I will give you rest from your enemies.

“I will give you rest from all your enemies.” 2 Samuel 7

Who are my enemies? I gained insight into the answer to this question when I lived in l’Arche.

Life in l’Arche was very intense, being with the same people twenty-four hours a day. Even most married couples get breaks from one another when they go to work or pursue individual interests. In l’Arche, there was very little time or space to be away from the others; we were almost always together. And that created many opportunities for my buttons to get pushed.

When I lived in l’Arche, I used to say that I met myself every day—and it was ugly. Every day I was meeting the parts of myself that were wounded, broken, unhealed. And those broken places were my real enemies.

They kept me unfree. They were my insecurities, old hurts and fears.

Every time I acted out of some broken place, my enemy was in charge, making decisions, saying hurtful things, being selfish.

It was exhausting. I felt like I was under siege and the enemy was within, so I could hardly escape it. At some point, I realized that the only way out was through.

With God’s help, I was able to begin to face my old hurts and open wounds, taking them on one at a time. Eventually, I realized that what looked like my enemy was really my friend and that befriending my old wounds was the way to become free of them. Just that realization—without having done any befriending—was a great relief.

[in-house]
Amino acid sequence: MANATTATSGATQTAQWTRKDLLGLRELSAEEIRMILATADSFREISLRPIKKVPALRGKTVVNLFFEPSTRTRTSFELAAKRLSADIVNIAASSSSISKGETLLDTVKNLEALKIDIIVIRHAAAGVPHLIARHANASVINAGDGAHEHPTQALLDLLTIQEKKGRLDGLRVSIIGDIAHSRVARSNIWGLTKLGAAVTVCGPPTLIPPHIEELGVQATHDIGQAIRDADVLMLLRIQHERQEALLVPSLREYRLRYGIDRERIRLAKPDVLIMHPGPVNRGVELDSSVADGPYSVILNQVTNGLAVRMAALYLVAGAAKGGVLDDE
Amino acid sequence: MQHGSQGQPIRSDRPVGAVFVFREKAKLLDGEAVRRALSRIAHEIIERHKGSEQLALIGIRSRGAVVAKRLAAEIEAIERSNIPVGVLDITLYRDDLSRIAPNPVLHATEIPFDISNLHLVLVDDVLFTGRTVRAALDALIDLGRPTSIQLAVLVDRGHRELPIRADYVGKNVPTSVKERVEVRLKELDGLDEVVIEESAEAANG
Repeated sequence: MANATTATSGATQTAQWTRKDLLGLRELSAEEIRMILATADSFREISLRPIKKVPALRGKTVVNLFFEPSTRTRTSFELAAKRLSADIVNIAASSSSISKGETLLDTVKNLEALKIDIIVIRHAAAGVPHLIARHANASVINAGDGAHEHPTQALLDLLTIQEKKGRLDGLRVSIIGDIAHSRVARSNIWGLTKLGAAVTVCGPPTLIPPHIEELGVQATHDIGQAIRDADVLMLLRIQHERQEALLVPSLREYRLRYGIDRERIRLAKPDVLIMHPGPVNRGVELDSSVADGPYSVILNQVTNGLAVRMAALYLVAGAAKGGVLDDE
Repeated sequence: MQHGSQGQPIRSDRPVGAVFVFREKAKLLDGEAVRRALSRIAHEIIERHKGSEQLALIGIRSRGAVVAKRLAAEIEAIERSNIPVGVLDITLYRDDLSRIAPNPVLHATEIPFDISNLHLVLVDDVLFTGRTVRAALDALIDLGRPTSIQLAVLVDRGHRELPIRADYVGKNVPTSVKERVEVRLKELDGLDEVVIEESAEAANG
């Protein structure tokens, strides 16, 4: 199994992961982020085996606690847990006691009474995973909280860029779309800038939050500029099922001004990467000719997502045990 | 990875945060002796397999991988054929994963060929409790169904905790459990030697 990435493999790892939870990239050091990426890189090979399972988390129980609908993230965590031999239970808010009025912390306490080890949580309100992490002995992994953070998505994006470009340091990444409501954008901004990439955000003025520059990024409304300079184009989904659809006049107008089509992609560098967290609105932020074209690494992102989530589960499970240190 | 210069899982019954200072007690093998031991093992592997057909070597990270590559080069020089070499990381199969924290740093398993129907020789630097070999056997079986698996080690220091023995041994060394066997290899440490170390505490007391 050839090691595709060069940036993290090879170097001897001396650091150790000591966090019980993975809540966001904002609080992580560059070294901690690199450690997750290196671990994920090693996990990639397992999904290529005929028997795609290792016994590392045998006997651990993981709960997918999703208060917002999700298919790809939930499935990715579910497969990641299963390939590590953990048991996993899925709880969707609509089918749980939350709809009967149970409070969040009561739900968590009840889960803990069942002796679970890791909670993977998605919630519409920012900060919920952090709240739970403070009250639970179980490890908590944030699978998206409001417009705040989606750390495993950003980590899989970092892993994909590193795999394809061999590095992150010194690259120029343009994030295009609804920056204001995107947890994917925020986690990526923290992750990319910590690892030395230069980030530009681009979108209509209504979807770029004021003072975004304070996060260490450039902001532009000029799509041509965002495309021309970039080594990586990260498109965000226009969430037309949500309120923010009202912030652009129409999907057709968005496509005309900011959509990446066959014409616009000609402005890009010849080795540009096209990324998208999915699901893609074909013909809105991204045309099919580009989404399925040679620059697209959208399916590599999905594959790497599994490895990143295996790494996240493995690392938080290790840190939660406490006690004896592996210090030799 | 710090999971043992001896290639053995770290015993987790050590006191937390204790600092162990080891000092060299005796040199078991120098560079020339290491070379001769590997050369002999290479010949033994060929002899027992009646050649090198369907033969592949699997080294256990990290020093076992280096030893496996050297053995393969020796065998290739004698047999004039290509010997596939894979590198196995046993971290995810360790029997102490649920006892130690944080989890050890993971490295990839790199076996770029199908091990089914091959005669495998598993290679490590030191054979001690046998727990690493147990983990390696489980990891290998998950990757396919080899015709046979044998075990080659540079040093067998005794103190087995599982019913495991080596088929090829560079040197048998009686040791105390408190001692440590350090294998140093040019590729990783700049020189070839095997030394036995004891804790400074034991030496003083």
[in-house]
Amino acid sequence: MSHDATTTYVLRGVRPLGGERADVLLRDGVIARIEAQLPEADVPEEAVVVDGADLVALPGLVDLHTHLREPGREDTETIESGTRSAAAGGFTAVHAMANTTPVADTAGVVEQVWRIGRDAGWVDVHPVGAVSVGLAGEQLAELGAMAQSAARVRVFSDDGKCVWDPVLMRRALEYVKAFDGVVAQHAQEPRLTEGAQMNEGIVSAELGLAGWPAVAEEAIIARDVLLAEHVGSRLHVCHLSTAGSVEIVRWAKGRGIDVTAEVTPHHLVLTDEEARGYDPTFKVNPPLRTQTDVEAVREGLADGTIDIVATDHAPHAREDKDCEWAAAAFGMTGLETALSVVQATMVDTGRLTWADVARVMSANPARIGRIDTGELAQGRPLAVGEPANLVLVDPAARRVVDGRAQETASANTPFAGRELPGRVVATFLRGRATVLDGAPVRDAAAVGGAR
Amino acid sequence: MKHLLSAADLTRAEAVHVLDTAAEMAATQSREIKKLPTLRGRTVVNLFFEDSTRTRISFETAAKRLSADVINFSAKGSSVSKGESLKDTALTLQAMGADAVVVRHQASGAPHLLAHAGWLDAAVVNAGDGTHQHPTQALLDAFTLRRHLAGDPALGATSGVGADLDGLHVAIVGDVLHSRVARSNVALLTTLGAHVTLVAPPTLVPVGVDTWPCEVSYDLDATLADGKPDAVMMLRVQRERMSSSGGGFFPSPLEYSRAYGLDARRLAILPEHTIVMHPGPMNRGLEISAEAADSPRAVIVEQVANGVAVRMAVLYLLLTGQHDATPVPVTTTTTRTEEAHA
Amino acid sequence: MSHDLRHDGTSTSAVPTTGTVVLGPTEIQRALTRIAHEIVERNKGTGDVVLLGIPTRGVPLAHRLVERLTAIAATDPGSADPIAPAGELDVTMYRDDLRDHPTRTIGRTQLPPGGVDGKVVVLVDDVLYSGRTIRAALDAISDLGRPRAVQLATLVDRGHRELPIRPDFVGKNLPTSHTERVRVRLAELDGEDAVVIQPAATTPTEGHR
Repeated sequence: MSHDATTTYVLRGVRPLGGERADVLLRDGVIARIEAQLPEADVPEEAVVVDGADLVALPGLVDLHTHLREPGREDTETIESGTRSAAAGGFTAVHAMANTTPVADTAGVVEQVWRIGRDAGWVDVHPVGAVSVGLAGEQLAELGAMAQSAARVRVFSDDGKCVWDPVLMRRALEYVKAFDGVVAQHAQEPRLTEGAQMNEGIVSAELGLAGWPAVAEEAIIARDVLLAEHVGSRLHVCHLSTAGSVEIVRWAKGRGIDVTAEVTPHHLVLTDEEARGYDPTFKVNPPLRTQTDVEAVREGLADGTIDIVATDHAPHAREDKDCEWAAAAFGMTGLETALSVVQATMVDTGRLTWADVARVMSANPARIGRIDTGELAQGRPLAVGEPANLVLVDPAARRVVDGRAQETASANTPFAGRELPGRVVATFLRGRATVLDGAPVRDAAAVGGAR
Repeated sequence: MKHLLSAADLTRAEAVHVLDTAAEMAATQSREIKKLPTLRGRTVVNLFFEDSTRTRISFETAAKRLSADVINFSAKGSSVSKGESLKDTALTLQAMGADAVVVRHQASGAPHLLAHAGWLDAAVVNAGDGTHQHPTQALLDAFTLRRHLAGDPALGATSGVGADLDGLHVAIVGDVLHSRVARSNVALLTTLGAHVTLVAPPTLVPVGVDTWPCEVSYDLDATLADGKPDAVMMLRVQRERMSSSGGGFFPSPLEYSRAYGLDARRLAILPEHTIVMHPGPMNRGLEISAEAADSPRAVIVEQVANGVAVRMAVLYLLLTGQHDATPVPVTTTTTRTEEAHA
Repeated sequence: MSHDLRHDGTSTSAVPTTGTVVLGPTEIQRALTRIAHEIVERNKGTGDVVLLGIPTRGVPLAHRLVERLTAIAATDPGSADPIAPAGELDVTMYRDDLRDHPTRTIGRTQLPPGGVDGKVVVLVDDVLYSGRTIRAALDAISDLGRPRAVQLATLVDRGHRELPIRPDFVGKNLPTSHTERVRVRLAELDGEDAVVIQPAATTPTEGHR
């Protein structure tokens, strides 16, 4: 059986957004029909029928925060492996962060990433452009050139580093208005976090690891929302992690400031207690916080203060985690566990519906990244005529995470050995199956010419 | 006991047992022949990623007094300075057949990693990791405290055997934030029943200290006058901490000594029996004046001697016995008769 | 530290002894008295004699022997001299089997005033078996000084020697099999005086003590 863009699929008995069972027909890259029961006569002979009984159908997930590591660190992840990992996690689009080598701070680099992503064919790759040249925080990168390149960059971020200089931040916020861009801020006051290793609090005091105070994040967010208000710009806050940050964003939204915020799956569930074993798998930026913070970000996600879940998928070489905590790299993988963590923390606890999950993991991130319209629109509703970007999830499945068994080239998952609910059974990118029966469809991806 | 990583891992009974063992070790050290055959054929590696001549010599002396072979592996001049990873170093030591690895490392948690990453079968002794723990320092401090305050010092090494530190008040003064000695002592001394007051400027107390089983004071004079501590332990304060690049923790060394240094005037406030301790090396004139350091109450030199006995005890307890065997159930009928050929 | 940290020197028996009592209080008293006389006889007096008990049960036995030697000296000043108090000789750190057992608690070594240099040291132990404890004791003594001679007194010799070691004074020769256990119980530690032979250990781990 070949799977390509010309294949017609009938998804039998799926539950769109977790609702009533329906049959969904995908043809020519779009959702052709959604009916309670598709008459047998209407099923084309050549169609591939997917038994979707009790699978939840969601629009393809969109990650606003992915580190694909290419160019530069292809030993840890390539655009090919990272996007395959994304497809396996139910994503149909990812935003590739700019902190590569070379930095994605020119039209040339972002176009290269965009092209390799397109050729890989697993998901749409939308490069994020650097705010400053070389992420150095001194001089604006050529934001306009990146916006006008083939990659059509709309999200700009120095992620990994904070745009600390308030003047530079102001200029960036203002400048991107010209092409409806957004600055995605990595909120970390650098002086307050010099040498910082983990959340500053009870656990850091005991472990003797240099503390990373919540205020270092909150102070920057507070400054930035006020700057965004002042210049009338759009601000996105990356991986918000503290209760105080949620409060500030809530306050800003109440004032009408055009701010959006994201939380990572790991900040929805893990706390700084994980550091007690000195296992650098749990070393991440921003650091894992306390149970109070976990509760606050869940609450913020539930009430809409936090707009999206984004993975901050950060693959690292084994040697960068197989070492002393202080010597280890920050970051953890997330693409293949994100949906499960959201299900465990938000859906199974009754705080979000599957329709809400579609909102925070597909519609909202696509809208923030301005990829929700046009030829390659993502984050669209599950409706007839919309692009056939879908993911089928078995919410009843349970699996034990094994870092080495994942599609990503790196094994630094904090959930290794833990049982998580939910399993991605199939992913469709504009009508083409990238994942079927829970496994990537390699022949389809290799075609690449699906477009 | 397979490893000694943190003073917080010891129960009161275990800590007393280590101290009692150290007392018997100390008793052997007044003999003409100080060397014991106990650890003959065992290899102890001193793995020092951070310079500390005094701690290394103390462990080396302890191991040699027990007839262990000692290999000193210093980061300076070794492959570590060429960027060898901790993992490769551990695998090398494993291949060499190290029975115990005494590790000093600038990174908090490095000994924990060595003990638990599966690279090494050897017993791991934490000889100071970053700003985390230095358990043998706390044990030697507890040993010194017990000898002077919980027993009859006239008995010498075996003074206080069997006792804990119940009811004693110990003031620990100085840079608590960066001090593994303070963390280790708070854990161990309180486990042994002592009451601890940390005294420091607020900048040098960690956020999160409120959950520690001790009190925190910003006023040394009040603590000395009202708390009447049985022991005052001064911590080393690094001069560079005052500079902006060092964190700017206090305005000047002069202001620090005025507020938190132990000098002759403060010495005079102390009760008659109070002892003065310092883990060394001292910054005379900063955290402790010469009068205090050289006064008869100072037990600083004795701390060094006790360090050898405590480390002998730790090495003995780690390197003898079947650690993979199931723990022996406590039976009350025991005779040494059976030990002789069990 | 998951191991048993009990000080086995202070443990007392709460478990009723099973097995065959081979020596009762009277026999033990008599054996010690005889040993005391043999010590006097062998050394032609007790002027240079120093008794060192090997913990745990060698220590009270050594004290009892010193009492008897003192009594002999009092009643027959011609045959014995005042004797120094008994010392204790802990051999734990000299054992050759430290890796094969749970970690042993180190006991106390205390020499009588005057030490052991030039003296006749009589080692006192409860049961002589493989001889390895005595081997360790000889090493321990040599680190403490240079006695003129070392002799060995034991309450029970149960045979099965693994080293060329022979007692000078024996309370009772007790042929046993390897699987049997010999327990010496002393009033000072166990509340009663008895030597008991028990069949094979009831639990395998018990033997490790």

Over time, I came to accept my old hurts as the gifts they really were. I came the see them as opportunities for me to grow stronger, more compassionate and forgiving, more accepting of myself and others.

I won’t say that I finished the work of befriending my inner enemies. They are still with me and probably will be until the day I die.

When Jim was preparing to die and reviewing his life to see where he still needed inner healing, I remember one day when he was struggling to make peace with an old hurt and it became clear that he was not going to be able to let this one go. It was an “aha” moment for me—“Now I understand why someone came up with the idea of purgatory,” I said. “I guess we all take something unresolved with us when we go to God.” He breathed a sigh of relief: “I’ll take this one,” he said, and then moved on to process something else.

I think the rest God offers from my enemies comes from accepting, letting go and moving on.


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